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Airbnb news of the week

Week of June the 3rd

· Airbnb,News of the week

Barcelona Finds a Way to Control Its Airbnb Market

Barcelona’s efforts to rid itself of illegal vacation apartments could be the most effective crackdown on Airbnb yet. Last month, the city told the site to remove 2,577 listings that it found to be operating without a city-approved license, or face a court case potentially leading to a substantial fine. Then on June 1, Airbnb and the city launched a new agreement that gives Barcelona officials access to data about what’s being listed around town.

These Are the Best Cities for Celebrating Pride, According to Airbnb

It’s June, which means Pride is officially upon us. When it comes to celebrating love, inclusion and diversity, there are a few destinations that stand out. So for all would-be Pride travelers, Airbnb has compiled a list of the best places to celebrate.

“Airbnb is excited to reveal the world’s top destinations for an unforgettable Pride this year,” the company shared in a statement. “In order to achieve an overview of the best pride destinations in 2018 it was vital to have the right amalgamation of factors relating to the popularity and openness for LGBT travelers.”

Over One Million Tourists Used Airbnb to Visit Czechia in 2017

More than one million tourists who visited the Czech Republic last year were accommodated via Airbnb, which is an increase by over 50 percent on the previous year. The number of Airbnb travellers in the regions outside of Prague increased even more significantly, by 108 percent. The data was released on Wednesday by Anita Roth, head of policy research at Airbnb.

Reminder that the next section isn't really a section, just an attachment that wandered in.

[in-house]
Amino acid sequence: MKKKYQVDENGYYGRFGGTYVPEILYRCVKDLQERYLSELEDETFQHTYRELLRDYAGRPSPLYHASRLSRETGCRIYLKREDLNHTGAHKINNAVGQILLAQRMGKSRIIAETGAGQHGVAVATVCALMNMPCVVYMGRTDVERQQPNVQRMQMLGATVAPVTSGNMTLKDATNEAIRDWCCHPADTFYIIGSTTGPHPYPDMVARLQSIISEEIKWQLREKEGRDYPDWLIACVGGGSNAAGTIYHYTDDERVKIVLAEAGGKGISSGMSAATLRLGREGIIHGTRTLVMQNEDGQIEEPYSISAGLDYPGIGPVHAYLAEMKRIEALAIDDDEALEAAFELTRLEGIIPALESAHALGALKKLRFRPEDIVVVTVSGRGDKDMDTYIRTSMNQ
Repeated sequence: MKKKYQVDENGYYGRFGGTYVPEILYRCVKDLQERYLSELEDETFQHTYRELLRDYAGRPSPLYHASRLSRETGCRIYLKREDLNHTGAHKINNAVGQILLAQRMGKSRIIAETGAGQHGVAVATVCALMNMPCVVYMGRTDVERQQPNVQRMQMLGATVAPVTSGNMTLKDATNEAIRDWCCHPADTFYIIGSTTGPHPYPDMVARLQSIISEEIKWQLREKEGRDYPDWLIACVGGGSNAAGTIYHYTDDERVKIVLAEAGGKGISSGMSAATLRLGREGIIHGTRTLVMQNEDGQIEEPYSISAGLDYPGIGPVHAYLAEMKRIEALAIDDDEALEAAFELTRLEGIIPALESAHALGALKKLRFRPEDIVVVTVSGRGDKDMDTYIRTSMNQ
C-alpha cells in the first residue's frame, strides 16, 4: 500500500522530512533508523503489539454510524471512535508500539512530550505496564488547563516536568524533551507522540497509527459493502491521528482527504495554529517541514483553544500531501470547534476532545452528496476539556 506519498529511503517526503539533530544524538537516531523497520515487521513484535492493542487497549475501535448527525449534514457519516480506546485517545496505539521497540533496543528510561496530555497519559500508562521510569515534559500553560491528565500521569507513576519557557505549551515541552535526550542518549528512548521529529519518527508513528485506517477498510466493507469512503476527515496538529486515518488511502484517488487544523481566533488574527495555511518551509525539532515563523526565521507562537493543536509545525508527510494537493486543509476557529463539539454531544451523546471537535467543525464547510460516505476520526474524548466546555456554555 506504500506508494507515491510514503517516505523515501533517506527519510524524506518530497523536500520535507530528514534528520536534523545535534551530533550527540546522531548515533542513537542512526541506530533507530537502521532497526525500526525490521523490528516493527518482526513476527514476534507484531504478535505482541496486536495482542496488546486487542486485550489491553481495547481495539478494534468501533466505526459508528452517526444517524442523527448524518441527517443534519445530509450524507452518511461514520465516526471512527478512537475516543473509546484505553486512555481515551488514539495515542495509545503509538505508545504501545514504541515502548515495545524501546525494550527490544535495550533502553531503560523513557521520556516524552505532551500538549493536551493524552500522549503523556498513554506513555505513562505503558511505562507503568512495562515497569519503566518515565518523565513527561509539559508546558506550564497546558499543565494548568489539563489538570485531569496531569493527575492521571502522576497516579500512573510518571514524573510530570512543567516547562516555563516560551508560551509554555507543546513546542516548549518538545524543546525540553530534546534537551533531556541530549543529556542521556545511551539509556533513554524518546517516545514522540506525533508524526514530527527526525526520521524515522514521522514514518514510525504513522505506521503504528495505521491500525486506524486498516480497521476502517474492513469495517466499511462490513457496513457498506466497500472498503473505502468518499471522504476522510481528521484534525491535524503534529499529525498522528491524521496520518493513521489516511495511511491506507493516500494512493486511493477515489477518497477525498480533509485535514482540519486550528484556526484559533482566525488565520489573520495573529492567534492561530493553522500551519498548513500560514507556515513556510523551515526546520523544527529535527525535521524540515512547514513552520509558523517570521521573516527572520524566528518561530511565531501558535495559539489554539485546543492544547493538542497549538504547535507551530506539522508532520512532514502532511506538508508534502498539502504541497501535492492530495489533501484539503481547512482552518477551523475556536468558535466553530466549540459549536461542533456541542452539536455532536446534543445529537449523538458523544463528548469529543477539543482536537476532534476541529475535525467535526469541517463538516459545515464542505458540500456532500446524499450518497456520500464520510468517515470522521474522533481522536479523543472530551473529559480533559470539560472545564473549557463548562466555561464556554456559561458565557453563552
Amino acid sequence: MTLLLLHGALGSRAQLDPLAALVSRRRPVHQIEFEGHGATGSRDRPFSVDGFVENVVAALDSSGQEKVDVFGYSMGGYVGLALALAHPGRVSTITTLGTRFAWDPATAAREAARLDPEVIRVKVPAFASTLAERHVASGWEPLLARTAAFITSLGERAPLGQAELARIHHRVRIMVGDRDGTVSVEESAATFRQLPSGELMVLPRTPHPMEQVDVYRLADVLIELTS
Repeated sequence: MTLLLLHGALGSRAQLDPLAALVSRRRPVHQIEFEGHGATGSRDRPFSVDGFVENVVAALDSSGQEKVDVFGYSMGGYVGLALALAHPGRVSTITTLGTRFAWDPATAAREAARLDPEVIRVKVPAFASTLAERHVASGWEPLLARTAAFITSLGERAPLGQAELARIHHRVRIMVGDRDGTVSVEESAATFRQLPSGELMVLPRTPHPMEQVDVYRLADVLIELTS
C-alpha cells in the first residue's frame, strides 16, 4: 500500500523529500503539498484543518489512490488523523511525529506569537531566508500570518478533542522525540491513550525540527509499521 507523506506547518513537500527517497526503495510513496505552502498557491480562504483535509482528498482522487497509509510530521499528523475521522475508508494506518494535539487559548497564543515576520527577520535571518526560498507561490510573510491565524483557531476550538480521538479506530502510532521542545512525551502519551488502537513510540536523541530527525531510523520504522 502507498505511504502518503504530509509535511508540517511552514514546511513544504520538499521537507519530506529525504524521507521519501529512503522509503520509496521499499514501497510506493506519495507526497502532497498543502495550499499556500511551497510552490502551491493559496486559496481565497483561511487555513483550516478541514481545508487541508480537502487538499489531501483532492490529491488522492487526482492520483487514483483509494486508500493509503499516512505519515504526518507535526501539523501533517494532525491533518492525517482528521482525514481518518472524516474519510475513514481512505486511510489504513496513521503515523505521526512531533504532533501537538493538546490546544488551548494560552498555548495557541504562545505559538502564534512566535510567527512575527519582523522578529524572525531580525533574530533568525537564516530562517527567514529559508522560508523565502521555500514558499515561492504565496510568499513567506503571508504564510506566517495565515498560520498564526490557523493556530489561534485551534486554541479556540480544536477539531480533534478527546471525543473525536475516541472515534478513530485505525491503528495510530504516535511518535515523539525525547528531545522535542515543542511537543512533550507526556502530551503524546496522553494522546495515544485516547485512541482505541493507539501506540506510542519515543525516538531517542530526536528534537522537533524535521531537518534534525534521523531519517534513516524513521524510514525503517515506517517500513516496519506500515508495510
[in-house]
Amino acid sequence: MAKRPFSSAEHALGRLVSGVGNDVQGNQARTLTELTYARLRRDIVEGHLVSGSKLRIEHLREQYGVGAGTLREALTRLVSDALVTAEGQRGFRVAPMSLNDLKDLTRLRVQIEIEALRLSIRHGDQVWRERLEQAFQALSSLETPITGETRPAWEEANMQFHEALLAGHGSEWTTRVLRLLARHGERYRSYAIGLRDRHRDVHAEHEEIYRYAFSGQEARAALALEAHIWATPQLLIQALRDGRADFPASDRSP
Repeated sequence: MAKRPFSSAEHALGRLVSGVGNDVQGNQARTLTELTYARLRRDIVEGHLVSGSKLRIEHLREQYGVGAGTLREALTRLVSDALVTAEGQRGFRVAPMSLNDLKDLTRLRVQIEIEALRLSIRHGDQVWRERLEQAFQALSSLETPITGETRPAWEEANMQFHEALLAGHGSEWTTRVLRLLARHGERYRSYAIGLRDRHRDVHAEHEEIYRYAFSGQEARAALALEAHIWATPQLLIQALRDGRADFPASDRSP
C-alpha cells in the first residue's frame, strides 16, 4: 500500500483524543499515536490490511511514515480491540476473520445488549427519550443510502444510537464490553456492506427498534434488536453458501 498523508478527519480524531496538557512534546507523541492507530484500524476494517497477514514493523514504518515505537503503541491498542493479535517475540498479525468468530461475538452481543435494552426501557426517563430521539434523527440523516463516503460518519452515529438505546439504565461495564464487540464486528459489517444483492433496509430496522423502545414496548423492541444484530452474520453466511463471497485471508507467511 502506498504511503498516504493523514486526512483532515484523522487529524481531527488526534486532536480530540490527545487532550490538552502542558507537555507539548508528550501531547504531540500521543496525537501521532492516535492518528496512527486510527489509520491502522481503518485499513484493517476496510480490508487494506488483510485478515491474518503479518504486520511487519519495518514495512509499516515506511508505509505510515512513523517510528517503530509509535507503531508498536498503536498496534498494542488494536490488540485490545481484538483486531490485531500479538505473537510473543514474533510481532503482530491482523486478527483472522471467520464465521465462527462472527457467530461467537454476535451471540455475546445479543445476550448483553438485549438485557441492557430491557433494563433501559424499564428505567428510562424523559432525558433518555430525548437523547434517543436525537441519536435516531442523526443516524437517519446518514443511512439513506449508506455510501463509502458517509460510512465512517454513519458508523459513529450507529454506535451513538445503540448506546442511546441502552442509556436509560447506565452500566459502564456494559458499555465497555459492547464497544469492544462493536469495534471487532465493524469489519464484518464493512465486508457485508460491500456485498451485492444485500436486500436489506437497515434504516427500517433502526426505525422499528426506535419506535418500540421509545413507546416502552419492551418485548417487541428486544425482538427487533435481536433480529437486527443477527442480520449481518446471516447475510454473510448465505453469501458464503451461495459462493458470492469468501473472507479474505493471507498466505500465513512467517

Most Airbnb travellers who visited the Czech Republic in 2017 came from Germany and the United States. Europeans accounted for 75 percent of all guests, with French and British visitors forming the second and third largest groups. Altogether, they spent more than 320 million euros in the country.

Airbnb says forced to cancel bookings under new Japan law

Rental site Airbnb said Thursday (Jun 7) it had been forced by Japanese authorities to cancel thousands of reservations ahead of a new law regulating short-term rentals, apologising for the "extraordinary disruption". "This stinks - and that's an understatement," Airbnb said in a statement, adding it would fully refund cancelled reservations and was also creating a US$10 million fund to compensate affected travellers.

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